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Pretty Little Dead Things

by Gary McMahon

cover  

I'm not convinced a ghost story can ever have too much atmosphere. Certainly the mood in Gary McMahon's Pretty Little Dead Things is heavy with grief, foreboding, and the taint of weird magic, and it's so thick you can stir it with a spoon. It's the taste of ash in your mouth, and it's absolutely delicious.




Thomas Usher was a normal, everyday kind of guy before he lost his family in a car crash. Fifteen years on the grief still hasn't left him, and nor has the sense of guilt over what happened. However the accident also awakened in him an ability to see ghosts. The dead are drawn to him, and this has defined his life ever since.

Usher works as a kind of paranormal private investigator, although at the start of the story he's trying hard to ignore the voices of the dead because he's come to regard his talent as a curse as much as a gift. A shady local businessman has asked him to watch over his wayward daughter because he's worried about the company she's keeping. But a series of murders put Usher on the track of something more sinister going on in run-down parts of Leeds amongst urban decay and squalor. A young girl goes missing, and Usher sets out to find out where she's gone before she becomes yet another name on the list of people he's failed.

Usher is a complicated person, and he gets even more conflicted when Ellen Lang comes back into his life. He has a history with her, and his relationship with her is as knotty as everything else about him. As a fairly gentle man who doesn't like killing, or even driving a car, Usher is likeable and believable, although sometimes he's perhaps a touch over-sensitive. He's an antidote to all of the testosterone-overloaded hard men of the Chuck Norris school of characterisation.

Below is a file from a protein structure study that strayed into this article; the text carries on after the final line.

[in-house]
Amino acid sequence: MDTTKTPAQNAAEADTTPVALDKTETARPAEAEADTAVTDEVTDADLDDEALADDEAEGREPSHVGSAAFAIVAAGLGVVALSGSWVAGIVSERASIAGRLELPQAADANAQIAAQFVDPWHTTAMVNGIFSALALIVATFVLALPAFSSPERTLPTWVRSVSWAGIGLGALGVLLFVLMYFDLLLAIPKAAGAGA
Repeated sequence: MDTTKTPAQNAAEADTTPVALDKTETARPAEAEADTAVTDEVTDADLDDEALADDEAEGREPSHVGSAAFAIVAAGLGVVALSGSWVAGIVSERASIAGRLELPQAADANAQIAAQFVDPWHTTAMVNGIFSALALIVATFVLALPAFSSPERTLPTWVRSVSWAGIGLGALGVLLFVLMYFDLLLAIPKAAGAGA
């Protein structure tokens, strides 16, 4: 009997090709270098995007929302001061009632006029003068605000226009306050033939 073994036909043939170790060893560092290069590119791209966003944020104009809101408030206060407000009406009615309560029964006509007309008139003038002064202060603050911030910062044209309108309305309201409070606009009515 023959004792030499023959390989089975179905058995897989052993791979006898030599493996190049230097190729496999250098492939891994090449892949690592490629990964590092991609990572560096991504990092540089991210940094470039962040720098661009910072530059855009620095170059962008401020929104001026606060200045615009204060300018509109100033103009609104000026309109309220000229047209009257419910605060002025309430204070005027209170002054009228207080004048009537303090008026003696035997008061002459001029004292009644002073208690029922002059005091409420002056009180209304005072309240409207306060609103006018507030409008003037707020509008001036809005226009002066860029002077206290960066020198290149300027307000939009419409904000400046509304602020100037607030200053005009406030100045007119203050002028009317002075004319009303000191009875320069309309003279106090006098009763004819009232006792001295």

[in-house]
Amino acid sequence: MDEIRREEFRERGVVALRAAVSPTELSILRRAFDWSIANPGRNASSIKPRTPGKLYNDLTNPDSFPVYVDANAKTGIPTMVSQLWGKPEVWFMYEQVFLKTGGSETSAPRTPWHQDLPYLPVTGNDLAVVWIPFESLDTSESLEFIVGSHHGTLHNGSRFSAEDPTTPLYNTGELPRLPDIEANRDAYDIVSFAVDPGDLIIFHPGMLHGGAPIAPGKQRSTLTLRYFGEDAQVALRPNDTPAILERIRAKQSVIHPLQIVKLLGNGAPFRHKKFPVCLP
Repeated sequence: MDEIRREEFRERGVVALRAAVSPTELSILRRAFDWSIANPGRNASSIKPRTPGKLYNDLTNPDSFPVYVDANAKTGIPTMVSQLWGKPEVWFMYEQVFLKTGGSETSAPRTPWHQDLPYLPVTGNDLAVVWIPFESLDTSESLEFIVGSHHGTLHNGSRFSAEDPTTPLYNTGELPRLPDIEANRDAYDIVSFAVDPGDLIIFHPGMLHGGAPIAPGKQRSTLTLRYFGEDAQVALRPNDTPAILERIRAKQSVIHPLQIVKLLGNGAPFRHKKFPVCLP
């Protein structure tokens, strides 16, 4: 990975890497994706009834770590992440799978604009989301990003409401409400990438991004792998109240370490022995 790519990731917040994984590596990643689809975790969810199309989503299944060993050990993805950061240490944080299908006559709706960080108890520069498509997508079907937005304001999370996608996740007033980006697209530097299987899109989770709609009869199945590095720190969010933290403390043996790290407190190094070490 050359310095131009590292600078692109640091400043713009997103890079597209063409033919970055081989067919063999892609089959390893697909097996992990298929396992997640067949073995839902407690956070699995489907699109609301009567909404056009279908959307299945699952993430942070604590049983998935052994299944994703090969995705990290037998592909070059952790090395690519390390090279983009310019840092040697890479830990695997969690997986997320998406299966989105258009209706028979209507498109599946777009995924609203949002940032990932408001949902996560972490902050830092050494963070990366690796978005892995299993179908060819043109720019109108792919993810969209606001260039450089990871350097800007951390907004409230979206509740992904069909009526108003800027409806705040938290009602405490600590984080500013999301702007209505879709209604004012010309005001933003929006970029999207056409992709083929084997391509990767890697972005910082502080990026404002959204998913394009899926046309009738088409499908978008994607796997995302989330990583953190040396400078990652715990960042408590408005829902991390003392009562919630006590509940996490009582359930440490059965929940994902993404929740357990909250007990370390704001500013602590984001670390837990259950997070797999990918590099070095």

This isn't a book I would recommend to anyone getting over a bereavement. It's intense. A sense of loss underpins the action, and as the mystery deepens the reader is left wondering how much Usher really wants to survive his ordeals.

As the story goes on things get stranger, and the plot touches on the idea of consensus reality, and the gaps between worlds. The murder mystery with ghosts gets a surreal twist with shades of Russian folklore and magical rites. There are also some sickly graphic images of death. But it's not the oddness of what happens or the vivid, bloody scenes that make this novel so very powerful. It's the graveyard atmosphere and the strong, credible emotions of the main character that will leave Thomas Usher indelibly inked on your consciousness.

16th November 2010

Book Details

Year: 2010

Categories: Books

  Horror
  Bleak   Male Protagonist  
  Not For The Squeamish  

If you like this, try:

Unholy Ghosts by Stacia Kane

Pretty Little Things To Fill Up The Void by Simon Logan

The End Of The Line by Jonathan Oliver

A Serpent Uncoiled by Simon Spurrier

5 star rating

Review © Ros Jackson

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